Japanese internment camps refer to the forcible transfer to special camps about 120 thousand Japanese people (of which 62% were American citizens) from the West coast of the United States during World War II. About 10 thousand were able to move to other parts of the country, the remaining 110 000 were imprisoned in the camp, officially called “military move” centres.
Use free sample research papers on Japanese internment camps to learn that in many publications, the camp were called the concentration camps. The internees could request the Court to review their case. (One of the interned Japanese Mitsui, Endo, appealed to the Supreme Court of the United States, which, having reviewed her case, ordered her release (1944).
The president Franklin Roosevelt authorized the internment, by signing the February 19, 1942, the Emergency Ordinance No. 9066, which authorized military authorities define the eviction area and move any civil person. As a result, all citizens of Japanese ancestry were forcibly evicted from the Pacific coast, including California and most of Oregon and Washington to the internment camps.
In 1944, the United States Supreme Court upheld the constitutionality of internment, arguing that limiting the civil rights of a racial group is valid if it is “required by public necessity.” In January 1945, the eviction laws were repealed.
In 1948, the internees had been awarded partial compensation for lost property, but most of them have not been able to fully compensate their loss. In 1988, President Ronald Reagan signed the document on behalf of the Government of the United States with apologies for internment by racial prejudice, war hysteria and a failure of political leadership.”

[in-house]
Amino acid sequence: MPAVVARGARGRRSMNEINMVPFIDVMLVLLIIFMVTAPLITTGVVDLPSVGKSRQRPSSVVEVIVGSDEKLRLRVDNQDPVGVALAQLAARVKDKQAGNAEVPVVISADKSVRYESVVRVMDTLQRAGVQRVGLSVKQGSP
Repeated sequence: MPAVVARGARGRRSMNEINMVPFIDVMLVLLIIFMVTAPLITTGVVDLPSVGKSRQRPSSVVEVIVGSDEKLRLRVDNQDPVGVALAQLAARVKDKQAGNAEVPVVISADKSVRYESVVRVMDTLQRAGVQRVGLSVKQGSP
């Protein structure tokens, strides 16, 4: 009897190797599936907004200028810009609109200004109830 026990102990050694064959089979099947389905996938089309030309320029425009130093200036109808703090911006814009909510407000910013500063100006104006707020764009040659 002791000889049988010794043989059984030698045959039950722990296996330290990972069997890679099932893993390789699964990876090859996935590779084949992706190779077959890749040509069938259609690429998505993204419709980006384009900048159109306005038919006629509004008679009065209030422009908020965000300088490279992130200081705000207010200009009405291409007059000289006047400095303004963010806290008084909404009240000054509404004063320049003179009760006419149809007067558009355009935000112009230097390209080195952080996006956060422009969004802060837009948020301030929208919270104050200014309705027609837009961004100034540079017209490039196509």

The history of the event dates back to the early 20th century, when California has experienced a wave of anti-Japanese protests caused, in part, by the high concentration of new immigrants. The California was different from the rest of the country: approximately 90% of Japanese immigrants in the United States settled in California, where competition for jobs and land led to anti-Japanese sentiments. In 1905, the California law prohibiting mixed marriages has been amended to prohibit marriages between whites and “Mongolians” (an umbrella term used to refer to Japanese people among other peoples of East Asian origin). In October 1906, the San Francisco Board of Education voted for the segregation of schools by race. 93 students in the district were ordered to transfer to a special school in Chinatown. 25 of these schoolchildren were American citizens. These anti-Japanese sentiments have not ceased, as is evidenced by the “law to exclude Asians,” 1924, which made it almost impossible for the Japanese to obtain American citizenship.
By the time of the attack on Pearl Harbor, about 127000 Japanese lived on the West coast of the continental United States.
Around 80000 were born in and had the nationality of the United States, while the rest were born in Japan and had no right to citizenship.
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